- Ascension— After His resurrection, Jesus gave the Great Commission to His disciples and then He ascended to heaven from the Mount of Olives (Acts 1:9-12).
- Second Coming—The place of His going will be the place of His coming. Just as Zechariah predicted the first coming of the Messiah—who appeared on the Mount of Olives—so the prophet foresaw the Second Coming of Christ whose “feet will stand on the Mount of Olives” (Zech. 14:1-4, 9).
The Mount of Olives—Where These Events are Commemorated
A number of churches dot the slopes of the Mount of Olives, memorializing key events in the ministry of Jesus (and one that wasn’t).
(All pics courtesy of the Pictorial Library of Bible Lands)
- Church of the Pater Noster—The original church covered the cave of Eleona, which apocryphal legend linked with Jesus’ ascension. Later the cave became associated with the Olivet Discourse, and more recently, with the Lord’s Prayer, or the “Our Father” (pater noster). Today the Lord’s Prayer, written in more than 100 languages, adorns the cloister.
- Dominus Flevit Church—This simple, lovely chapel, shaped as inverted teardrop, commemorates the site where Jesus wept over Jerusalem as He descended the Mount of Olives at His Triumphal Entry.
- Church of All Nations—Marking the traditional location where Jesus prayed in the Garden of Gethsemane, this beautiful church guards ancient olive trees and depicts various scenes of the fateful night when Jesus was betrayed and arrested.
- Russian Ascension Church—Russian nuns inhabit this church with its tall, square tower. Built toward end of the nineteenth century, this tower afforded pilgrims who couldn’t journey down to the Jordan River a view of the waterway from afar.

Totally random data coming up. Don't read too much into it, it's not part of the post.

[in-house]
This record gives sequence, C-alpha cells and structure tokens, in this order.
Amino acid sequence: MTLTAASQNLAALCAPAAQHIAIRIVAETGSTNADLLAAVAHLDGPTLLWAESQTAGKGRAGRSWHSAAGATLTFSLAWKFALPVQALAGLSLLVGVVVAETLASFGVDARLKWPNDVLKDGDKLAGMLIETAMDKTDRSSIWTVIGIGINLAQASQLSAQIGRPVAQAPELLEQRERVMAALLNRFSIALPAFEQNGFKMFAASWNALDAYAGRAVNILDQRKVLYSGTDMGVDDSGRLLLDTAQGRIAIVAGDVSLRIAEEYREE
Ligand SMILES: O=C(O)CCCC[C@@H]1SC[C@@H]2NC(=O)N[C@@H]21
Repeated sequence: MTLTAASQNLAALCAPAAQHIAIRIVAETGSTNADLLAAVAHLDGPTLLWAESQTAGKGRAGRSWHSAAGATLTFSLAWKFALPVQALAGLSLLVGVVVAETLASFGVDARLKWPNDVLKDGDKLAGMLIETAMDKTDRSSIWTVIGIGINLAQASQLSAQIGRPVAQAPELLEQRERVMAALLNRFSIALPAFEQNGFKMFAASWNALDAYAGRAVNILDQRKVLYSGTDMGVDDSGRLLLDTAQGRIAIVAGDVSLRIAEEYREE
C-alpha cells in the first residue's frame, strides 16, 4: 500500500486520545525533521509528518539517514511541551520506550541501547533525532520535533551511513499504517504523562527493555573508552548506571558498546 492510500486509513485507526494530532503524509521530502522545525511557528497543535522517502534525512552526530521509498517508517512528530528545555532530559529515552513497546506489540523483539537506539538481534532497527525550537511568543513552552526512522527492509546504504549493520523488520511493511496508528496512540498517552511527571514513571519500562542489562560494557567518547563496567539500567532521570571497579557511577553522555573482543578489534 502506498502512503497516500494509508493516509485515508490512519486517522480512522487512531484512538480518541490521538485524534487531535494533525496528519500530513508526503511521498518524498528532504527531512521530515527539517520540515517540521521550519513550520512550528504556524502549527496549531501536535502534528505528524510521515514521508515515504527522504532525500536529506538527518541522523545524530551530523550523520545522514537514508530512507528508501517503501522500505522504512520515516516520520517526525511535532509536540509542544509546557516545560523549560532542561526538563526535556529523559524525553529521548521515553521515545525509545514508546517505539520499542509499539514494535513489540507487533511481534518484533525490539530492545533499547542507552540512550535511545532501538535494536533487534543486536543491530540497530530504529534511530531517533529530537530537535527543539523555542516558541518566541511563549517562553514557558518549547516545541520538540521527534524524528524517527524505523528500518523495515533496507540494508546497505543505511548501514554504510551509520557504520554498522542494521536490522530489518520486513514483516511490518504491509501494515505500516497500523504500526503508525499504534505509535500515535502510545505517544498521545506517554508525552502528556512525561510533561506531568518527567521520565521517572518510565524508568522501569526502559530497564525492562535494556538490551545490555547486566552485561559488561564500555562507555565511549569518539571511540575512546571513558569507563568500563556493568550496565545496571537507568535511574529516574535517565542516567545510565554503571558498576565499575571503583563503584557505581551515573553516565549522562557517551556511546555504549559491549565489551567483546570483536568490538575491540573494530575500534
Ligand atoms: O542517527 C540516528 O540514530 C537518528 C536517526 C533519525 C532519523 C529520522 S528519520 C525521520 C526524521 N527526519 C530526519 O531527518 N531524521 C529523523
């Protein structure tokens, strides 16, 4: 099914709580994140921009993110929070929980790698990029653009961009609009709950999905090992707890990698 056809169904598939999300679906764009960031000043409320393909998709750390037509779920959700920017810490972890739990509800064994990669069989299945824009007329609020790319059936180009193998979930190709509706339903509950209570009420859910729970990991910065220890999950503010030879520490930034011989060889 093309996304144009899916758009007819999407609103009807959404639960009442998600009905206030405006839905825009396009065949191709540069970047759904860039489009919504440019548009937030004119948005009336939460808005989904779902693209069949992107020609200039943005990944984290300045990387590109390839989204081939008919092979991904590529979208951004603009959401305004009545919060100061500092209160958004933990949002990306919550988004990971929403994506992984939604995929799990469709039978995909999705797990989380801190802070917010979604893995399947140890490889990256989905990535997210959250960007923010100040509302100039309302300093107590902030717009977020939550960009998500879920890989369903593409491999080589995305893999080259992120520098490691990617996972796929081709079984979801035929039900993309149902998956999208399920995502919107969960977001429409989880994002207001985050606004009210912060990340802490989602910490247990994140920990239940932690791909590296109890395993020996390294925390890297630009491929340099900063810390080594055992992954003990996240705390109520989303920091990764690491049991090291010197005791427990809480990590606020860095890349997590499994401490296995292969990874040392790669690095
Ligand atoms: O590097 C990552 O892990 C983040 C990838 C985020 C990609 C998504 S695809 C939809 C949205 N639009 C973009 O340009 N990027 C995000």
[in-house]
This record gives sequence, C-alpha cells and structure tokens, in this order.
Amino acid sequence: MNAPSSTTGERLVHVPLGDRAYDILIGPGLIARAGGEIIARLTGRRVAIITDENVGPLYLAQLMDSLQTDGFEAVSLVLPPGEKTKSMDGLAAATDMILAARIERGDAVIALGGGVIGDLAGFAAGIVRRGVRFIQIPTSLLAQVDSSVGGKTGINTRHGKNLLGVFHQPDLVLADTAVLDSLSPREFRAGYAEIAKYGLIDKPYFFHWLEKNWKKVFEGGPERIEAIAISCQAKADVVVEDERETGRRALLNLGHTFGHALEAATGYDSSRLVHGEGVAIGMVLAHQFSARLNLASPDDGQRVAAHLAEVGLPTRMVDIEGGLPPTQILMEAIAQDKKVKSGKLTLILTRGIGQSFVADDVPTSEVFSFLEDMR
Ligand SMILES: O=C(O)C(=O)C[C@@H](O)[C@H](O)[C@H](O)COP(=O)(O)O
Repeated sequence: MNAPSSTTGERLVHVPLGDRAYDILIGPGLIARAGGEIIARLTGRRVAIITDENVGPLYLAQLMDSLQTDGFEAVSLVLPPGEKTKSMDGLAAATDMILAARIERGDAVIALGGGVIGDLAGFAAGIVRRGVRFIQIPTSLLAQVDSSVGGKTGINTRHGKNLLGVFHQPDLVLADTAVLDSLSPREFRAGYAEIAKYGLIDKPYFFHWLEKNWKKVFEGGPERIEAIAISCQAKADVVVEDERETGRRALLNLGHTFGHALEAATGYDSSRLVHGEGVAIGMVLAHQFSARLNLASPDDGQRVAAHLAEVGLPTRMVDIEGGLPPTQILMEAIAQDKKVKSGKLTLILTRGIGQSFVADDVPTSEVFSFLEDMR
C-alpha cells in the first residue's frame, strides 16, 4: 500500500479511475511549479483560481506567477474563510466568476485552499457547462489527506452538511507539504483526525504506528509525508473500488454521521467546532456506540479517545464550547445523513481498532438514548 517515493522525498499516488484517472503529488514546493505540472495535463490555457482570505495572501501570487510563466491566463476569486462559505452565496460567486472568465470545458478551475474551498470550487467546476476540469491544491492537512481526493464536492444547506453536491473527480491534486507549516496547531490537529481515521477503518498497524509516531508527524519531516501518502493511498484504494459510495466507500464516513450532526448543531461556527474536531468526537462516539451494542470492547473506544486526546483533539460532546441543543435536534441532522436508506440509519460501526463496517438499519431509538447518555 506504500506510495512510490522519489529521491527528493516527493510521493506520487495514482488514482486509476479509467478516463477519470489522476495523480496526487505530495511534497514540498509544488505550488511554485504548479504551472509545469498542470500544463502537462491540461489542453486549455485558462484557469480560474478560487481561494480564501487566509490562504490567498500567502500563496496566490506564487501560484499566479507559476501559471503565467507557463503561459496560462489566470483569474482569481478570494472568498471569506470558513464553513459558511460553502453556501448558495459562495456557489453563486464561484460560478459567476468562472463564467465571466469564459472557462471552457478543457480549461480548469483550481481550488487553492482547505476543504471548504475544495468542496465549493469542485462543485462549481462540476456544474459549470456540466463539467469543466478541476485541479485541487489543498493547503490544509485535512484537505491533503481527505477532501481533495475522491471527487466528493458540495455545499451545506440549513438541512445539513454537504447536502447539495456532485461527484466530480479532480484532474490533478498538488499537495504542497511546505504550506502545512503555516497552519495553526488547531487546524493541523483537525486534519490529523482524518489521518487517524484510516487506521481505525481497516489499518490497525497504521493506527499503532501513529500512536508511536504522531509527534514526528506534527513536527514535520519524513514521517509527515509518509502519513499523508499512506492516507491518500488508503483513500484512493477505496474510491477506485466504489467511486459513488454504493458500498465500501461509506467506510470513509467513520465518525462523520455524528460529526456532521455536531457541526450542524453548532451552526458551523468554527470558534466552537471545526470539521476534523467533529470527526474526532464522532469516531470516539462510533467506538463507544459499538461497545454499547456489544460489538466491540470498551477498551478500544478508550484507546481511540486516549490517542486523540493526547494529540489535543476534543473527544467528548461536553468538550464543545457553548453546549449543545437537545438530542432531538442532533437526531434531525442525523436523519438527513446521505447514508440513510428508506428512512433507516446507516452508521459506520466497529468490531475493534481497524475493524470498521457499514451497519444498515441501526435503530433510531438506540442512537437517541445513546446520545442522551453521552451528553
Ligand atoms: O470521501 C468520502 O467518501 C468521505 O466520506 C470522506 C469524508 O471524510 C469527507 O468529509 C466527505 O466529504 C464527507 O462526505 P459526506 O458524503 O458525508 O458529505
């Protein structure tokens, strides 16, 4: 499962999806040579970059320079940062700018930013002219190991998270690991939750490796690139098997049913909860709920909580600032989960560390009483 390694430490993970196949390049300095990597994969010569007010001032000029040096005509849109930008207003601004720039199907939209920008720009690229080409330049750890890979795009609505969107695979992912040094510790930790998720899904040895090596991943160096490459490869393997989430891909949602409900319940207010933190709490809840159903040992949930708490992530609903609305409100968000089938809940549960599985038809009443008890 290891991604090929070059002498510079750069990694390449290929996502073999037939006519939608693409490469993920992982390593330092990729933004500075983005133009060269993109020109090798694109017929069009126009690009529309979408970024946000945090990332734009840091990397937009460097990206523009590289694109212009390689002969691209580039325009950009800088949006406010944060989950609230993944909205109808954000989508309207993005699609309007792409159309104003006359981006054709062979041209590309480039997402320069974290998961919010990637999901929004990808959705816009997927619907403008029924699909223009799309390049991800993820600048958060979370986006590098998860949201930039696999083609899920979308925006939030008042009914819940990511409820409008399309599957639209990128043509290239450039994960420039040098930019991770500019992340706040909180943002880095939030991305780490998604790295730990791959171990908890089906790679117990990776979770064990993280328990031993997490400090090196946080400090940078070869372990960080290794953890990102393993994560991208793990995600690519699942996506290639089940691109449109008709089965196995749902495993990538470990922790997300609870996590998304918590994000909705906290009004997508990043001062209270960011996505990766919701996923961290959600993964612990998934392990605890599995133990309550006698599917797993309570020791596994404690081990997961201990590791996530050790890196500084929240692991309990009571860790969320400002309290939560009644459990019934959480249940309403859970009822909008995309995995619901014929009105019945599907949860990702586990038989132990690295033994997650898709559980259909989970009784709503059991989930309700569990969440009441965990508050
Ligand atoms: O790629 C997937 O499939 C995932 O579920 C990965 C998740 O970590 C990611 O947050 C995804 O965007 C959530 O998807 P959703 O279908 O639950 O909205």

- Church of Mary Magdalene—Constructed in 1888, this church is connected with a convent that houses more than two-dozen nuns. The Russian Orthodox church, with its beautiful golden onion-shaped domes, has a mosaic that commemorates a legend that Mary Magdalene gave an miraculous egg to the Emperor Tiberius.
- Mosque of the Ascension—The structure commemorates Jesus’ ascension on the Mount of Olives. The original 4th-century building has had renovations through the centuries—by the Crusaders and, most recently by Muslims, who own the site today.
Explore the Mount of Olives in Google Maps. Just point, drag, and click!
The Mount of Olives—Your Rejection of Him and His Redemption of You
Jesus cried twice on the Mount of Olives during His Passion Week:
- On Sunday, He wept at His Triumphal Entry because of those who would reject Him.
- On Thursday, He wept at the Garden of Gethsemane because He knew what redeeming sinners would cost Him.
We too have each rejected God and walked our own way. But Christ’s gracious surrender to the Father at Gethsemane—leading to Jesus’ crucifixion and resurrection—has made it possible for our redemption.
For those of us who believe in Jesus, we will return with Him at His Second Coming when “His feet will stand on the Mount of Olives” (Zech. 14:4; Rev. 19:14).
Perhaps then—as never before—will the Mount of Olives once again be a place “where God [is] worshiped” (2 Samuel 15:32).